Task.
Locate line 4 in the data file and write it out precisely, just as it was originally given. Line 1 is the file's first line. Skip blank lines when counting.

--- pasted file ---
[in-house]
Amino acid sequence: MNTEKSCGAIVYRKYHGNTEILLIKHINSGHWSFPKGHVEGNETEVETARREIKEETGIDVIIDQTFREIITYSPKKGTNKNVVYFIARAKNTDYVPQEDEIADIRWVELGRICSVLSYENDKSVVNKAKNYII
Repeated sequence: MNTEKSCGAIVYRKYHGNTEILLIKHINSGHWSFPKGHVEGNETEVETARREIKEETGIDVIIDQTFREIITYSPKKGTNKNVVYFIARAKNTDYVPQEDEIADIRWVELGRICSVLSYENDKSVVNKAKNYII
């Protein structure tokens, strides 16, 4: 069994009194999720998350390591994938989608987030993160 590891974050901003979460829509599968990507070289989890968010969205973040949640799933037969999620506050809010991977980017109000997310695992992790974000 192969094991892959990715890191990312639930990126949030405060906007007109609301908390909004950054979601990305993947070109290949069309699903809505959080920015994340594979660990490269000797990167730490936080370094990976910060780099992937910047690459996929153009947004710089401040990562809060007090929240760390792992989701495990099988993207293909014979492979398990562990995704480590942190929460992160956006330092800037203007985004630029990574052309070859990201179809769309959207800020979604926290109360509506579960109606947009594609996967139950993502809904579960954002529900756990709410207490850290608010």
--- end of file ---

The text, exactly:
């Protein structure tokens, strides 16, 4: 069994009194999720998350390591994938989608987030993160 590891974050901003979460829509599968990507070289989890968010969205973040949640799933037969999620506050809010991977980017109000997310695992992790974000 192969094991892959990715890191990312639930990126949030405060906007007109609301908390909004950054979601990305993947070109290949069309699903809505959080920015994340594979660990490269000797990167730490936080370094990976910060780099992937910047690459996929153009947004710089401040990562809060007090929240760390792992989701495990099988993207293909014979492979398990562990995704480590942190929460992160956006330092800037203007985004630029990574052309070859990201179809769309959207800020979604926290109360509506579960109606947009594609996967139950993502809904579960954002529900756990709410207490850290608010």